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What is next after Operation Peace Spring? Open in fullscreen

Stasa Salacanin

What is next after Operation Peace Spring?

Local Policemen trained by Turkey take office in Tal Abyad after PKK clearance [Getty]

Date of publication: 15 January, 2020

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Although Turkey announced the end of their operations in northern Syria late last year, many unknowns still remain, as it is unclear what comes next both militarily and diplomatically.

The Turkish military "Operation Peace Spring" aimed to achieve two goals – to establish a "safe zone" where it could resettle mostly Arab Syrian refugees who have fled to Turkey and to push the Kurdish People's Protection Unit, or YPG, who Turkey regards as terrorists, out of the area.

YPG, considered as a branch of the Kurdistan Workers Party [PKK] fighting for Kurdish political and cultural rights, has been a thorn in Ankara's eye since the start of the Syrian conflict and has been perceived as a huge threat to Turkey's
border security.

Turkey redraws the map of north-east Syria

From the Turkish perspective, settling Arab refugees along the Turkish-Syrian border would solve both issues, as Ankara would get rid of the refugees, who would then be used as a shield against the Kurdish elements.

Turkish President Recep Tayyip Erdogan unveiled some of this ambition at the 74th session of the United Nations General Assembly in September 2019 when he presented a controversial plan to settle two million displaced Syrians in a 30 kilometre wide safe zone.

Despite receiving some $6 billion in aid from the EU, the refugees have become an ever-greater burden on Turkey as it battles economic recession and high unemployment.

But Turkish goals have caused much concern within the international community as continued reports of atrocities by Turkish-backed forces and human right violations raised the fears about ethnic cleansing.

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While Turks have tried to present its actions in north Syria as an anti-terrorist operation, claiming that they are bringing life back to northern Syria by "voluntarily" moving Syrians from Turkey to the "safe zone", many, including Kurds, fear that resettlement aims to change the ethnic structure of northern Syria and that pushing Kurds further south is nothing but a classic example of ethnic cleansing.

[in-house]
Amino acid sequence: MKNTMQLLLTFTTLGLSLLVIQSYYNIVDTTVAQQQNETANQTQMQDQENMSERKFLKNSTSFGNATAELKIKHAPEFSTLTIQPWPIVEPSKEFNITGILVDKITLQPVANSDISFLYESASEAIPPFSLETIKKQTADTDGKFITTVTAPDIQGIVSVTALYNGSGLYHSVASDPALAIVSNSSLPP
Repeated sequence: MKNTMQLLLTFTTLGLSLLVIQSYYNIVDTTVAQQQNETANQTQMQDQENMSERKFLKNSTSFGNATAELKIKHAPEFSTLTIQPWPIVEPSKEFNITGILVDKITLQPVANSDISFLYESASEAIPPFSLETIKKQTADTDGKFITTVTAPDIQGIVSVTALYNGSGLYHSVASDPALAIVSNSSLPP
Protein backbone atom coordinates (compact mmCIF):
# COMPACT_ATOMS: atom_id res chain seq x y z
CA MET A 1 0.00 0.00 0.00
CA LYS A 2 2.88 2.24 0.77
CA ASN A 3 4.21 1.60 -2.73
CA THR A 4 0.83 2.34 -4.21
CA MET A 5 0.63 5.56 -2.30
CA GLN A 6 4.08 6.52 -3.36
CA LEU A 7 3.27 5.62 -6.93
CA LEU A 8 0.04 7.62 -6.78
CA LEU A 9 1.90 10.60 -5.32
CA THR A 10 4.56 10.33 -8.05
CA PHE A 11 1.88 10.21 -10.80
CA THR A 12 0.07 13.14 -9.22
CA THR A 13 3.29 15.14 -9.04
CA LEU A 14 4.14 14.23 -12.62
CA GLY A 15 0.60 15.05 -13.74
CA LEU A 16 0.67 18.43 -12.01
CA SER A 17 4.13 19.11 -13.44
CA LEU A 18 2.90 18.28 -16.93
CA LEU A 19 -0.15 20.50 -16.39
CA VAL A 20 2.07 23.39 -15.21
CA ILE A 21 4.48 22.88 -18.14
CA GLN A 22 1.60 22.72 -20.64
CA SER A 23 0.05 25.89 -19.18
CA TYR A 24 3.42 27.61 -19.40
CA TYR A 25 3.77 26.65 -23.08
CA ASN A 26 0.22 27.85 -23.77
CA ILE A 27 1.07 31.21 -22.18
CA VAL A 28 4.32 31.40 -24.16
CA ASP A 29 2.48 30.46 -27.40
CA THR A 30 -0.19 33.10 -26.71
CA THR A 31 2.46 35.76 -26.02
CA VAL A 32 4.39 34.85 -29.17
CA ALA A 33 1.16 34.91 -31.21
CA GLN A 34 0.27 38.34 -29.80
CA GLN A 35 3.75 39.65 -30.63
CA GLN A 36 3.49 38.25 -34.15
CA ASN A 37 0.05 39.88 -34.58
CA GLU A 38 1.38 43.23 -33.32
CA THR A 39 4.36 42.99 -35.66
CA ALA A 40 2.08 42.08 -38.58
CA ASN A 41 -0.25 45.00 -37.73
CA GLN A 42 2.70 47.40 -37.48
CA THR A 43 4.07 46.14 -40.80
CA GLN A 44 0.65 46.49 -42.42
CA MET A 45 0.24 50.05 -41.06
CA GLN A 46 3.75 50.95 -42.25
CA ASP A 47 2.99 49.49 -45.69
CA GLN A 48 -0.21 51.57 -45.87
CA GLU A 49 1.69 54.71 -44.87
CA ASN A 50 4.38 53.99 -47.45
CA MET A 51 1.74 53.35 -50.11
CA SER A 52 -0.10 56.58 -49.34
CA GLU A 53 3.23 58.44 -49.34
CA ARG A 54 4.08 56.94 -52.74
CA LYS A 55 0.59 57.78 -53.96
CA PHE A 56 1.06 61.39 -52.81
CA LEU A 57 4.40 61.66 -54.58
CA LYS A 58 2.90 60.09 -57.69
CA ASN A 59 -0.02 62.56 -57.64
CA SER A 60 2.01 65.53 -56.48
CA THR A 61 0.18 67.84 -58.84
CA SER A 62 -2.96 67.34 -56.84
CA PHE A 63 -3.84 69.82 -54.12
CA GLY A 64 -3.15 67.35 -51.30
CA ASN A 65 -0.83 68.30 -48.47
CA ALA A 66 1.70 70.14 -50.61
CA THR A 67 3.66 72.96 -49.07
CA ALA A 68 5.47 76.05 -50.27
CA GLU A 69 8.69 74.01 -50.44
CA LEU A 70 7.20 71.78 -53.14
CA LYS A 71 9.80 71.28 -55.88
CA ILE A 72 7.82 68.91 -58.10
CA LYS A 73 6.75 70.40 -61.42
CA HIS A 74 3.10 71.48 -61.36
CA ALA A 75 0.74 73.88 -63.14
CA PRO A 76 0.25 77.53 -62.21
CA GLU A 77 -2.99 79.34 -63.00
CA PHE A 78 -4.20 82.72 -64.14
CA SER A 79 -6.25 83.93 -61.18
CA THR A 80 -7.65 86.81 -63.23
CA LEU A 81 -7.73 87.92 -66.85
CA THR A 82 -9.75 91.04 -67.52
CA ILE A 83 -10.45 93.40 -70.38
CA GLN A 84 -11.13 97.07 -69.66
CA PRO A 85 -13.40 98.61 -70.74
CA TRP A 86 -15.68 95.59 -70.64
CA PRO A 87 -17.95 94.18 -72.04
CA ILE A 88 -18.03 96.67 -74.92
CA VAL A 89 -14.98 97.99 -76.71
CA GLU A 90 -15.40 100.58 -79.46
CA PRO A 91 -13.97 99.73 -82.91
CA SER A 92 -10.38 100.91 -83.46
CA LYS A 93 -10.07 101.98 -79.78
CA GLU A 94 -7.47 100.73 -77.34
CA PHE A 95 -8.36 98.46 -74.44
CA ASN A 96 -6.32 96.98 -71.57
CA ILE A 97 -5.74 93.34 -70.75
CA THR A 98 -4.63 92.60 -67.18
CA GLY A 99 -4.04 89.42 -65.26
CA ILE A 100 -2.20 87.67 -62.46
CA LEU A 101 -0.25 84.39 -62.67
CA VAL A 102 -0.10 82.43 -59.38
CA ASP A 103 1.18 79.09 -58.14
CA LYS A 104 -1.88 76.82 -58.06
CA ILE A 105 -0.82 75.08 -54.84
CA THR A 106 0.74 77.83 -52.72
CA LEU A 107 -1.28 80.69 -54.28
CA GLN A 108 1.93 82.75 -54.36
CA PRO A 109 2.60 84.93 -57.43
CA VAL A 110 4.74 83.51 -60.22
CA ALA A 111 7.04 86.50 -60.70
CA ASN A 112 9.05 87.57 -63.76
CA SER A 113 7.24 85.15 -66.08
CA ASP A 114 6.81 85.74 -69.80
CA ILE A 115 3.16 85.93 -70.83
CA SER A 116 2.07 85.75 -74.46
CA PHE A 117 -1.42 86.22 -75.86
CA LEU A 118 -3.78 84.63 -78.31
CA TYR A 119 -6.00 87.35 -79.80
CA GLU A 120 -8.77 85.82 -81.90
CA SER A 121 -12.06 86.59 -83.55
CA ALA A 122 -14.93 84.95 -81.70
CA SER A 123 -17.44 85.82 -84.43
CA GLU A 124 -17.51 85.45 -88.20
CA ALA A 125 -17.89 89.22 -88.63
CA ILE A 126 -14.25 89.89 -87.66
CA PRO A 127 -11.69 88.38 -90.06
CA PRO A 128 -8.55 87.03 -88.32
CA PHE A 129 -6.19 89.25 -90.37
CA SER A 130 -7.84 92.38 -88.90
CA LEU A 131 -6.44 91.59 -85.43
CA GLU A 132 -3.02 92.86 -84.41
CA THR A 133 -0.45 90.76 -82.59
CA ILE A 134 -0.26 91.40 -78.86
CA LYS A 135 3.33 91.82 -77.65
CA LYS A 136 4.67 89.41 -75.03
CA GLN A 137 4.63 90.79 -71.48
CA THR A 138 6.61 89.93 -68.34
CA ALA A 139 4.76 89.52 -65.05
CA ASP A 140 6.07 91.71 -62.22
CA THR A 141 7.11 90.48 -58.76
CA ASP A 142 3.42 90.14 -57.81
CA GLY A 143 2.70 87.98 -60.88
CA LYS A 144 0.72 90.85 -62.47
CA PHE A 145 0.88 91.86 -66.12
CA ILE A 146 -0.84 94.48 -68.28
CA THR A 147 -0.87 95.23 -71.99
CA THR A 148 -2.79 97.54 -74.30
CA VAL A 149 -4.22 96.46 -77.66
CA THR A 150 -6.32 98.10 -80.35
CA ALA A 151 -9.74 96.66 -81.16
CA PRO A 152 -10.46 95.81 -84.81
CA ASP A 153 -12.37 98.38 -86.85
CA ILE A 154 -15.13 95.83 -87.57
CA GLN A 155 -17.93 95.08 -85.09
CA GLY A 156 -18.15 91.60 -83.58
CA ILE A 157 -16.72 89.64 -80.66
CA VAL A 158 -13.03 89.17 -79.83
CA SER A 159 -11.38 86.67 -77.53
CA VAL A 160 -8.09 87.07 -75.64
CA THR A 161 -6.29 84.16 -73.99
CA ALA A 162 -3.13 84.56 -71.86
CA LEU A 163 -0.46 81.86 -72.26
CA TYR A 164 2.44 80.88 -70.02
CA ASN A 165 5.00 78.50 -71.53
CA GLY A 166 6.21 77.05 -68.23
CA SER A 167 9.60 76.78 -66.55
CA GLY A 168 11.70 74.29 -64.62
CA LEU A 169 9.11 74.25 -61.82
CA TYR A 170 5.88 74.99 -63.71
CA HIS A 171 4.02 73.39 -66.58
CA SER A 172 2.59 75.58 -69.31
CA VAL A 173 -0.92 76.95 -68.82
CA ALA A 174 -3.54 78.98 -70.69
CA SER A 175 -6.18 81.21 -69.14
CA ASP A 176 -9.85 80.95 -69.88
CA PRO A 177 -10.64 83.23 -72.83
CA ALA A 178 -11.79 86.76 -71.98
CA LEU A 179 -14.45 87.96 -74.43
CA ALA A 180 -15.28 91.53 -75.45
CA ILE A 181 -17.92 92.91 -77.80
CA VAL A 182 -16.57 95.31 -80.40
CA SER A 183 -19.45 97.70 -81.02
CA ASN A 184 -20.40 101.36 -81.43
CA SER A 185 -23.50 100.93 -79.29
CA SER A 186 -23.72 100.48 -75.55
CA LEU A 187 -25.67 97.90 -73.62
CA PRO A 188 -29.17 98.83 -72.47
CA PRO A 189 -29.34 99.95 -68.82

According to Kristel Cuvelier, a staff member of the Brussels based Kurdish Institute, "Turkey's operations haven't really ended, they have just moved to lower intensity warfare through proxies." 

She accused Turkish-backed proxies of being "highly undemocratic and fanatic" while "applying tactics and ideas very similar to those of the Islamic State group [IS]." She also added that "atrocities and human rights violations against the population of northern Syria, especially the Kurds and other communities like Christians, continue."

For her, the autumn operation is "an illegal Turkish occupation of Syrian territory that goes against international law" adding that "the Turkish occupation must end."

The unclear fate of the Kurdish units

The Kurds, abandoned by their former allies, therefore, had no other option but to strike a deal with Syria's President Bashar al-Assad whose forces are taking over border security from the YPG.

According to the ceasefire agreement, some 80 percent of the border will be under the control of forces backed by Assad. The latest Turkish incursion looks like a gift to Assad, who could potentially get a big chunk of Syria into his control.

But it is unclear whether this process will go smoothly and peacefully. According to David Romano, an expert on Middle East Politics, Assad's troops will most likely take over the exclusive authority of some areas right on the border. "This will avoid giving Turkey an excuse to invade more areas, since the YPG will not be right there on the border," he told The New Arab. However, he warns that Assad's forces and the YPG operating side by side are also a more difficult and sensitive matter that may lead to accidents – although it has happened on occasion in places like Qamishli and Deir al-Zour.

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The future status of YPG's 70,000 members is also unclear – will they will be incorporated into the Syrian regime army, or remain an autonomous force or will they will be demobilised?